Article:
Alternate B

A slight variation results if principles 2 and 3 above are replaced by::

Where PC2 and Orm have no common letter (or combination of letters) to represent a particular sound, the spelling adopted is that most frequently found in a majority of the following texts - PC2, Orm, Owl, Lmn, AW, PH3, & SO.

In that case, OE sc > sch rather than sc

Miscellaneous spelling notes

Several alternate spellings are offered for all texts. The spelling described above, is the alternate eME scheme. The default option looks to OE to resolve points of difference bewteen PC2 and Orm.

  1. if the spelling which resulted from the two steps outlined here, had created an inconsistency or complexity that is not present in OE, or had clashed with a spelling already established for a different sound, then a more consistent or less complex or clearer solution would have been sought in the following order:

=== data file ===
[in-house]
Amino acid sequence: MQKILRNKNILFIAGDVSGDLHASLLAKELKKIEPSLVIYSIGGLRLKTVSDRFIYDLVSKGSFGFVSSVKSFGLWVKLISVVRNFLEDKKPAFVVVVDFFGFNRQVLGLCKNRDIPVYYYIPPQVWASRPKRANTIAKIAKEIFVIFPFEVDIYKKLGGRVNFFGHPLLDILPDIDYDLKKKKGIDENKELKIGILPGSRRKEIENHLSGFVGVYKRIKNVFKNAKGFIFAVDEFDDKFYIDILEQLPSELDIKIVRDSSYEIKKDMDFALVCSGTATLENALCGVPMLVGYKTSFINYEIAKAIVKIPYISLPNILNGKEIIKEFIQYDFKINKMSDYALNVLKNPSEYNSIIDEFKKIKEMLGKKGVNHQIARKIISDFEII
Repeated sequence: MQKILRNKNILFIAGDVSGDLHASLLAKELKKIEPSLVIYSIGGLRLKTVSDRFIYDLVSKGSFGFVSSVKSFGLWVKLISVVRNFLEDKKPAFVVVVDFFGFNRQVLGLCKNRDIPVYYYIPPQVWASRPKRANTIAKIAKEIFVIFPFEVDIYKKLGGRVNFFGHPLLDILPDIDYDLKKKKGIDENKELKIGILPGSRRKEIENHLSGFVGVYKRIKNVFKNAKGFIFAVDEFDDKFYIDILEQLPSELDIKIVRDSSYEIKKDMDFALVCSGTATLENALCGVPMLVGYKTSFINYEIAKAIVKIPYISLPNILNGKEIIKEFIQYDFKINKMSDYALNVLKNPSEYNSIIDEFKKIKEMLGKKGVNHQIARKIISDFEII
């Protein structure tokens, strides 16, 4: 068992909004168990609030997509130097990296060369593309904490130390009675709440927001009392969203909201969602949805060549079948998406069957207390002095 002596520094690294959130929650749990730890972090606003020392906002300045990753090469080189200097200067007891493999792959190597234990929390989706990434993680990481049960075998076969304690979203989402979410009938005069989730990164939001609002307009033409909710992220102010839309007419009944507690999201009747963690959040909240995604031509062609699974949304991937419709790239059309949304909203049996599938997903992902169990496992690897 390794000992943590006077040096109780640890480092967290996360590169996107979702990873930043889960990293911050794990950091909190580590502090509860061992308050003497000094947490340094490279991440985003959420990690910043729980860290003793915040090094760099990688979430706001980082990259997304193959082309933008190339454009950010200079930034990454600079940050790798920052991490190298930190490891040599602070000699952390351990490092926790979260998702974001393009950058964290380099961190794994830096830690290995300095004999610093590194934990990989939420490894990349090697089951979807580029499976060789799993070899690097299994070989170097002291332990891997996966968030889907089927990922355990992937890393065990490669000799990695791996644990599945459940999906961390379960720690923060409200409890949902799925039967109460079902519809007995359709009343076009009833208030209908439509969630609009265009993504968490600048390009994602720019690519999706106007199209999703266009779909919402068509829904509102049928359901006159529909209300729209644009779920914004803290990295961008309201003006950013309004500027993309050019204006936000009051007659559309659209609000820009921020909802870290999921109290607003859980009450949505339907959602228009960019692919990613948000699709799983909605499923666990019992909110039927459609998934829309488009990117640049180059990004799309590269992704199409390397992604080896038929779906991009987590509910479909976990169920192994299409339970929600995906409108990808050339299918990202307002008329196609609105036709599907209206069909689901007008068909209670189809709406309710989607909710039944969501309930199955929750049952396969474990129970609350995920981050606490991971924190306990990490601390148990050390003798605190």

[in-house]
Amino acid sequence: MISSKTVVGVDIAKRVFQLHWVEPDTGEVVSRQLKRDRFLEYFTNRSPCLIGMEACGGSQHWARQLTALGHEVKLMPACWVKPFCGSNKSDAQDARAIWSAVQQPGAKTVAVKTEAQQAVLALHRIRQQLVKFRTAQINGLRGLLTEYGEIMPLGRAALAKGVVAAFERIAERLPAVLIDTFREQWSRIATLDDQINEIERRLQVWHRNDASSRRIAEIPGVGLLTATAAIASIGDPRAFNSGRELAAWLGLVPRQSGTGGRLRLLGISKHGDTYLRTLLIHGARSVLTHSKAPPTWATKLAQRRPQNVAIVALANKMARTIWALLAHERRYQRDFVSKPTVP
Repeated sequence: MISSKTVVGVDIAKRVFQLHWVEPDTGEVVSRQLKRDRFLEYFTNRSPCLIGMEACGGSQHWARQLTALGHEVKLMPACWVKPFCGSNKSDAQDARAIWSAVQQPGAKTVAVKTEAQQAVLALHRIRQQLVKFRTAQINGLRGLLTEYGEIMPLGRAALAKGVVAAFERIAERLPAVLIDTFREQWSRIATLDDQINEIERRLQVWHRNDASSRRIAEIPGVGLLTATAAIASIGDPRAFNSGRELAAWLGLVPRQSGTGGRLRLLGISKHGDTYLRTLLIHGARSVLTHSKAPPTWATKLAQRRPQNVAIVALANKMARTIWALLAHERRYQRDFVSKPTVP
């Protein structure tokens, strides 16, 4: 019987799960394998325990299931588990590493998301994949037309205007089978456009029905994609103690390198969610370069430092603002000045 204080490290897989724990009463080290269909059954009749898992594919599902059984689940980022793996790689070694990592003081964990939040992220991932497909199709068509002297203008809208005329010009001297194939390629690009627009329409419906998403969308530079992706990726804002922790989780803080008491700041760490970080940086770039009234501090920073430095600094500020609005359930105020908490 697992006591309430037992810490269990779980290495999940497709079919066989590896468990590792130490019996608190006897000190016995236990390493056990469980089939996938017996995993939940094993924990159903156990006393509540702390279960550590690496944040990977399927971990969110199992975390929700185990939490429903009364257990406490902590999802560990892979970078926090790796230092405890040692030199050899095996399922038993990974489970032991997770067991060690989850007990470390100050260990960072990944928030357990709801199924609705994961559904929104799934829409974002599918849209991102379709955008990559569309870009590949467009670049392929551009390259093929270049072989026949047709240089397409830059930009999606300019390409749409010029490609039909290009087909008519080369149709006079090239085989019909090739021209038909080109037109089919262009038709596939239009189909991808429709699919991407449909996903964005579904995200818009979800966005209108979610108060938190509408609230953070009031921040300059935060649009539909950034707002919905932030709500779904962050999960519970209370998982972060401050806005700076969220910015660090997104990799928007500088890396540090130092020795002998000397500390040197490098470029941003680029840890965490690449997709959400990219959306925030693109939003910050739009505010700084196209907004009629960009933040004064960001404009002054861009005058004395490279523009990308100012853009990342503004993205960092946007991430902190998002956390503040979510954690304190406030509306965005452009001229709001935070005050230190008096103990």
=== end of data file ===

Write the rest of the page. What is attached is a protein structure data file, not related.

• in the predominant spelling of the secondary eME sources
    • in the PC2 or Orm spelling which is closest to the predominant spelling of the secondary eME sources
    • in the standard OE spelling
  2. if the Orm spelling were adopted for /G``/, a small, raised h` would pose potential difficulties for representation in both print and online, so that a simple h would be preferable, thus giving y`h;